The report found one of the council’s biggest care homes, Shirley Oaks, received allegations of sexual abuse against 177 members of staff or individuals connected with the home, involving at least 529 former residents. By June 2020, the Council had complaints of sexual abuse from 705 former residents. Despite this, over 40 years, the Council only disciplined one senior employee for their part in the catalogue of sexual abuse. You can read the full press release here.


The report makes four recommendations, which you can find here.

Read the full report.


Inquiry hosts webinars to discuss child sexual abuse in ethnic minority communities


Following the publication of their reports about child sexual abuse in ethnic minority communities, the Inquiry’s research and engagement teams hosted two webinars in July to give professionals and victims and survivors an opportunity to hear about their findings. The Race Equality Foundation and IKWRO joined Inquiry experts to discuss access to and mistrust of services – as well as experiences of racism and discrimination, shame and honour and education.


The panel discussed the issue of services lacking in cultural intelligence, competence and awareness, how shame and honour are often misinterpreted and extremely harmful to victims and survivors, and why it’s essential to give children age-appropriate knowledge and awareness of child sexual abuse.


Read the Research and Engagement reports or download them from the Inquiry’s website.


A final opportunity to share with the Truth Project


The Truth Project is closing in October 2021, but victims and survivors who would like to share their experience can still do so in writing until 31 October 2021. Please share these details with your colleagues and contacts.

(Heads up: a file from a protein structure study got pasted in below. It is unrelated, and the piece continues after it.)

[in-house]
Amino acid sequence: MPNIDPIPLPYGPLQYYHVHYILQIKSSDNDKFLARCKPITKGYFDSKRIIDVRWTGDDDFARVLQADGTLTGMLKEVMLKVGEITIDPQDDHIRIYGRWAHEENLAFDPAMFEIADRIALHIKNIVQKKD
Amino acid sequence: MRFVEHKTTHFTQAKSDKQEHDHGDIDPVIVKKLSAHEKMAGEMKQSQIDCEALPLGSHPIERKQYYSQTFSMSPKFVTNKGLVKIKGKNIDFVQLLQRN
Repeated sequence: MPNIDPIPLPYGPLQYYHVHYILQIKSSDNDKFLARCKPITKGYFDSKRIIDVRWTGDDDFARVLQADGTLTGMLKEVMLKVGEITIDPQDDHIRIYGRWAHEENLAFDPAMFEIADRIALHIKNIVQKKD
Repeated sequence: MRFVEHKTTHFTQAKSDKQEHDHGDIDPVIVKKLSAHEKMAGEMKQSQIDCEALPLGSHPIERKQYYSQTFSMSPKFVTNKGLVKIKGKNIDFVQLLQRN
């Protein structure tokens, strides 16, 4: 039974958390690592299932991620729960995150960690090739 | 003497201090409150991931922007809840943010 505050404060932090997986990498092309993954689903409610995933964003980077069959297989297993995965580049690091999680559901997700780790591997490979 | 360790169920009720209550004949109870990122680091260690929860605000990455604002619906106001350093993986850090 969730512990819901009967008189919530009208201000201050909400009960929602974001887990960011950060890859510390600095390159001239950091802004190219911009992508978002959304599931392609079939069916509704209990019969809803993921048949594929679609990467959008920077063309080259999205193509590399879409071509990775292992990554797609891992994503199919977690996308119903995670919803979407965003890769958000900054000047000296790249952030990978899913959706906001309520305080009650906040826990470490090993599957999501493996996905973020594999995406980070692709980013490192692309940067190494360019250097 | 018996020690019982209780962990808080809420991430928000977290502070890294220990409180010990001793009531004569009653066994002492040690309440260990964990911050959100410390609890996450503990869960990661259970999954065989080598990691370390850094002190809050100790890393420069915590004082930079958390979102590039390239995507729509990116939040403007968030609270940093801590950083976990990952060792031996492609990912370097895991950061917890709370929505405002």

We want to ensure that anyone who has experienced child sexual abuse has the opportunity to take part in the Truth Project. All of the accounts shared will help inform the findings and recommendations in the Inquiry’s Final Report, due to be published next year.

More than 5,800 victims and survivors of child sexual abuse have now shared their experiences with the Truth Project in England and Wales. A further 80 Experiences Shared with the Truth Project were published last month. Survivors spoke about the barriers they faced in coming forward, describing fears of stigma and not being believed.


New statistics highlight the Inquiry’s ongoing work


The Inquiry has released its quarterly statistics, providing an update across all areas of its work, including the number of witnesses who have given evidence to the Inquiry, the amount of correspondence received by the Inquiry each month, ongoing research reports and the latest figures for the Truth Project. The statistics also illustrate the Inquiry’s engagement with victims and survivors over time.

Please get in touch if you’d like further information about the Inquiry’s work.with the Truth Project were published last month. Survivors spoke about the barriers they faced in coming forward, describing fears of stigma and not being believed.